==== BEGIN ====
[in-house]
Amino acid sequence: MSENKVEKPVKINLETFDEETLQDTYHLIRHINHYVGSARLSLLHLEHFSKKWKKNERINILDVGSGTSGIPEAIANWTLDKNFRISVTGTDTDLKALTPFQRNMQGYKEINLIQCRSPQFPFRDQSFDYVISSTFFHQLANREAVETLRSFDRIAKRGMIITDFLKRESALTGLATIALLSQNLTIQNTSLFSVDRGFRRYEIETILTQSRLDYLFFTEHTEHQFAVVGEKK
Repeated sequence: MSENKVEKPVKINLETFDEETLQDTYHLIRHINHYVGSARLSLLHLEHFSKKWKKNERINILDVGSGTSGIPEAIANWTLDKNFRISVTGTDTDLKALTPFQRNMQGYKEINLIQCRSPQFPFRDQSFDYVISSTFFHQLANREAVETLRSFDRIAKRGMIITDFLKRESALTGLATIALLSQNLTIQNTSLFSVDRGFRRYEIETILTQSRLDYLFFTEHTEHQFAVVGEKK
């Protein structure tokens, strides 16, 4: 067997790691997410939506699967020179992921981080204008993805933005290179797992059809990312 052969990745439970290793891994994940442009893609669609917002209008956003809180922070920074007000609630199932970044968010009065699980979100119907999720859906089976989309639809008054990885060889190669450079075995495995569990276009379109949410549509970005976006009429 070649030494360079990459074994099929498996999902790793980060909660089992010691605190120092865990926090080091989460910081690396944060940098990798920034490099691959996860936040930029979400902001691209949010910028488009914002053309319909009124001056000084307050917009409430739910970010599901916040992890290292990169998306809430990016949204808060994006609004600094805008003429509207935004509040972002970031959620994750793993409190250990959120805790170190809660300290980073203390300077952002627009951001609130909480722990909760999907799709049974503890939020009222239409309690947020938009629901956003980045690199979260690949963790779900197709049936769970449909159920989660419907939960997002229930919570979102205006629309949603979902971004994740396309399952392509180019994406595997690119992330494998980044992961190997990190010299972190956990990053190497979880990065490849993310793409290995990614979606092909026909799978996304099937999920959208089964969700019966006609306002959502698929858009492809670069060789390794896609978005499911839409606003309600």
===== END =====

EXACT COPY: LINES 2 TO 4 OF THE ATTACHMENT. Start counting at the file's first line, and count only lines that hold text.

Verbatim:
Amino acid sequence: MSENKVEKPVKINLETFDEETLQDTYHLIRHINHYVGSARLSLLHLEHFSKKWKKNERINILDVGSGTSGIPEAIANWTLDKNFRISVTGTDTDLKALTPFQRNMQGYKEINLIQCRSPQFPFRDQSFDYVISSTFFHQLANREAVETLRSFDRIAKRGMIITDFLKRESALTGLATIALLSQNLTIQNTSLFSVDRGFRRYEIETILTQSRLDYLFFTEHTEHQFAVVGEKK
Repeated sequence: MSENKVEKPVKINLETFDEETLQDTYHLIRHINHYVGSARLSLLHLEHFSKKWKKNERINILDVGSGTSGIPEAIANWTLDKNFRISVTGTDTDLKALTPFQRNMQGYKEINLIQCRSPQFPFRDQSFDYVISSTFFHQLANREAVETLRSFDRIAKRGMIITDFLKRESALTGLATIALLSQNLTIQNTSLFSVDRGFRRYEIETILTQSRLDYLFFTEHTEHQFAVVGEKK
């Protein structure tokens, strides 16, 4: 067997790691997410939506699967020179992921981080204008993805933005290179797992059809990312 052969990745439970290793891994994940442009893609669609917002209008956003809180922070920074007000609630199932970044968010009065699980979100119907999720859906089976989309639809008054990885060889190669450079075995495995569990276009379109949410549509970005976006009429 070649030494360079990459074994099929498996999902790793980060909660089992010691605190120092865990926090080091989460910081690396944060940098990798920034490099691959996860936040930029979400902001691209949010910028488009914002053309319909009124001056000084307050917009409430739910970010599901916040992890290292990169998306809430990016949204808060994006609004600094805008003429509207935004509040972002970031959620994750793993409190250990959120805790170190809660300290980073203390300077952002627009951001609130909480722990909760999907799709049974503890939020009222239409309690947020938009629901956003980045690199979260690949963790779900197709049936769970449909159920989660419907939960997002229930919570979102205006629309949603979902971004994740396309399952392509180019994406595997690119992330494998980044992961190997990190010299972190956990990053190497979880990065490849993310793409290995990614979606092909026909799978996304099937999920959208089964969700019966006609306002959502698929858009492809670069060789390794896609978005499911839409606003309600």